Tuesday, March 25, 2008

McCain in Wonderland

by Norman Markowitz

John McCain was talking like the Mad Hatter in Lewis Carroll's Alice in Wonderland (which was itself a satire on British politics in the form of a children's fable) today. He actually said the following: "it is not the duty of government to bail out and reward those who act irresponsibly whether they are big banks or small borrowers." But what Looking Glass is McCain looking Into? It has been both the policy and the philosophy of his party and especially his political hero Ronald Reagan to both deregulate industry and finance as much as they could and then proceed to bail out the banks and corporations with taxpayers money. This certainly wasn't what John McCain said to the Federal Home Loan Board over twenty years ago when he asked them not to seize the assets of Charles Keating, his friend and financial backer, who was a major figure who "acted irresponsibly" in the Savings and Loan scandals brought about byReagan administration deregulation (which taxpayers are still paying for).

But McCain went on, talking like the Mad Hatter to smiling businessmen. The problem wasn't deregulation, the banks who packaged crooked mortgages into securities, but the dopes who got the mortgages to begin with, believing that they could refinance in a rising market, the small time operators who made the wrong choice and now face losing their homes.

There are 80 million home owners and "only 55 five million have mortgages," McCain the Hatter went on to say and "51 million are doing what is necessary---working a second job, skipping a vacation and managing their budgets to make the the payments"(I wonder when McCain worked a second job or skipped a vacation, or even managed his budget).

But McCain stopped short at calling the four million home owners in dire straights today an unimportant group of deadbeats. Instead he went back to Herbert Hoover language from the early 1930s, calling what is happening a "crisis of confidence in the markets." How do you restore "confidence" in the markets. Through "accountability and transparency," McCain said. How can you have accountability and transparency with extensive deregulation of industry and finance? McCain didn't say and of course he can't because you can't do that.

All government assistance, went on to say (unlike Obama and Clinton he didn't have any specific suggestions for aid) should go owner to "homeowners," not to "people who bought houses for speculative purposes, to rent or as a second home." How on earth can you distinguish between those who buy houses for speculative purposes, when the real estate industry presents them with commercials for "starter houses" and encourages them to "trade up" to bigger and better houses" and the homeowner simply looking for a permanent place to live? McCain didn't say and he can't say because unless you uses some debtors version of the patriot act to go very specifically into peoples private economic dealings, emails, phone calles, etc, you can't.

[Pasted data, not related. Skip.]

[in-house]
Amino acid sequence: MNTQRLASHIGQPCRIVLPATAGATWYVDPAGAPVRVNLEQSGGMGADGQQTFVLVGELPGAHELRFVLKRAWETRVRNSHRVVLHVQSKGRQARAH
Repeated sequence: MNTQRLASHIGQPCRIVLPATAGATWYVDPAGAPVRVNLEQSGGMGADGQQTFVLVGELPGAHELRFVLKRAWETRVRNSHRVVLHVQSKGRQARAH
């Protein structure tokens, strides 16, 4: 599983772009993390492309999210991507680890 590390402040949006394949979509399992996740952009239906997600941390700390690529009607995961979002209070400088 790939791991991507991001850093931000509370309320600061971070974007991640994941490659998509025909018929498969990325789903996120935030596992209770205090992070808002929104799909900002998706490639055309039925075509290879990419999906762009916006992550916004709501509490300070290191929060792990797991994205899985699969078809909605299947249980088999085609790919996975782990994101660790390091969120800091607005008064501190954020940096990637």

Reporters on the McCain campaign say that he is crafting his campaign around the theme that the economy is "sound in its fundamentals" (Hoover said over and over again that the "economy is fundamentally sound" which was a better sentence even though the overwhelming majority of people knew from experience that it was totally false).

As in Ohio where he told workers that they would have to forget about their lost jobs and adjust (his hero, Ronald Reagan, told former GM workers in Flint, Michigan over twenty years ago that they could always "go West" to find new and better jobs) McCain will be running a campaign that will tell Americans to forget their troubles, "support our troops" in this war and the next by giving the President everything he wants, and go onto the next frontier in the economy, which will be better than the last frontier, just like the Reagan frontier with its declining wages, deteriorating infrastructure, escalating health care crisis, and revival of mass homelessness, was a step upward from the days of "liberal big government."

Perhaps McCain is trying to prove to those Right-wing radio demagogues that he is a true conservative and they should say nice things about him. He doesn't have to convince me. I know that he is a Goldwater-Reagan and now Bush Republican and that he always has been. I also know that rightwing Republican policies have been discredited among the majority of people, except those who can be reached by appeals to fear and hatred and those whom Herbert Hoover, as he prepared to go down to defeat to Franklin Roosevelt, called "the irreducible minority of the Republican party" (about one third of the voters who would vote for anyone, even Donald Duck, on the Republican ticket). There were a couple of Mad Hatters who became Prime Minister of England and a number who became President of the United States. We can't afford another one in the White House if we want to keep the economic crisis of today from becoming a general depression tomorrow.

No comments: